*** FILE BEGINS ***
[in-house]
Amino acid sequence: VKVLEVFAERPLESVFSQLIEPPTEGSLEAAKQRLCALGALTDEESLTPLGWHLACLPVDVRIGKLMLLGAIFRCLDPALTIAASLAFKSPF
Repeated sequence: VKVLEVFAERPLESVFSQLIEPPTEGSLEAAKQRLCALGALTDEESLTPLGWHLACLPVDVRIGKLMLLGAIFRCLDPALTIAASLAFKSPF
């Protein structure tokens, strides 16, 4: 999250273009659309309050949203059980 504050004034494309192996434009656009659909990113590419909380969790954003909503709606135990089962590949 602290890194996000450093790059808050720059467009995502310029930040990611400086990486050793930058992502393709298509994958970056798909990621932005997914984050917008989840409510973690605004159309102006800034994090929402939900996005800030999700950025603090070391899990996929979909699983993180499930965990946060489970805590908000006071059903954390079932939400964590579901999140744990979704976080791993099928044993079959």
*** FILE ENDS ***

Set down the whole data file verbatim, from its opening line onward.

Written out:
[in-house]
Amino acid sequence: VKVLEVFAERPLESVFSQLIEPPTEGSLEAAKQRLCALGALTDEESLTPLGWHLACLPVDVRIGKLMLLGAIFRCLDPALTIAASLAFKSPF
Repeated sequence: VKVLEVFAERPLESVFSQLIEPPTEGSLEAAKQRLCALGALTDEESLTPLGWHLACLPVDVRIGKLMLLGAIFRCLDPALTIAASLAFKSPF
């Protein structure tokens, strides 16, 4: 999250273009659309309050949203059980 504050004034494309192996434009656009659909990113590419909380969790954003909503709606135990089962590949 602290890194996000450093790059808050720059467009995502310029930040990611400086990486050793930058992502393709298509994958970056798909990621932005997914984050917008989840409510973690605004159309102006800034994090929402939900996005800030999700950025603090070391899990996929979909699983993180499930965990946060489970805590908000006071059903954390079932939400964590579901999140744990979704976080791993099928044993079959």